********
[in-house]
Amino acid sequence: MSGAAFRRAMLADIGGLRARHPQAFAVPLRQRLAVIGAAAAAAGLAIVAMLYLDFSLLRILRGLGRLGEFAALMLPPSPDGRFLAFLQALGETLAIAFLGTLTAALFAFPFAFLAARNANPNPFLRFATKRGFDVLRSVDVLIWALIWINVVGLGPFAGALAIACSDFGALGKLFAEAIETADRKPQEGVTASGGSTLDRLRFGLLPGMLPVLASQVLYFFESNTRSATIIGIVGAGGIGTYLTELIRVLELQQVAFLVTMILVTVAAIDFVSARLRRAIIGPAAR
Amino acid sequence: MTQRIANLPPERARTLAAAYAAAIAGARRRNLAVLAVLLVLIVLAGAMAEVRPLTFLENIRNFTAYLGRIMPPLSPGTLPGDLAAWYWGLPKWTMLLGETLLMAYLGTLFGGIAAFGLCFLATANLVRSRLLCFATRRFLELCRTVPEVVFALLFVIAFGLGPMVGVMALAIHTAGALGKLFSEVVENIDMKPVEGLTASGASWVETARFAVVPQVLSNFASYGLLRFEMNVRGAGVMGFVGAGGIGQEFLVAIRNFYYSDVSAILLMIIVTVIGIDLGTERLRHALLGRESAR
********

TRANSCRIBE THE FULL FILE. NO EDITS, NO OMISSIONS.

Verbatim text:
[in-house]
Amino acid sequence: MSGAAFRRAMLADIGGLRARHPQAFAVPLRQRLAVIGAAAAAAGLAIVAMLYLDFSLLRILRGLGRLGEFAALMLPPSPDGRFLAFLQALGETLAIAFLGTLTAALFAFPFAFLAARNANPNPFLRFATKRGFDVLRSVDVLIWALIWINVVGLGPFAGALAIACSDFGALGKLFAEAIETADRKPQEGVTASGGSTLDRLRFGLLPGMLPVLASQVLYFFESNTRSATIIGIVGAGGIGTYLTELIRVLELQQVAFLVTMILVTVAAIDFVSARLRRAIIGPAAR
Amino acid sequence: MTQRIANLPPERARTLAAAYAAAIAGARRRNLAVLAVLLVLIVLAGAMAEVRPLTFLENIRNFTAYLGRIMPPLSPGTLPGDLAAWYWGLPKWTMLLGETLLMAYLGTLFGGIAAFGLCFLATANLVRSRLLCFATRRFLELCRTVPEVVFALLFVIAFGLGPMVGVMALAIHTAGALGKLFSEVVENIDMKPVEGLTASGASWVETARFAVVPQVLSNFASYGLLRFEMNVRGAGVMGFVGAGGIGQEFLVAIRNFYYSDVSAILLMIIVTVIGIDLGTERLRHALLGRESAR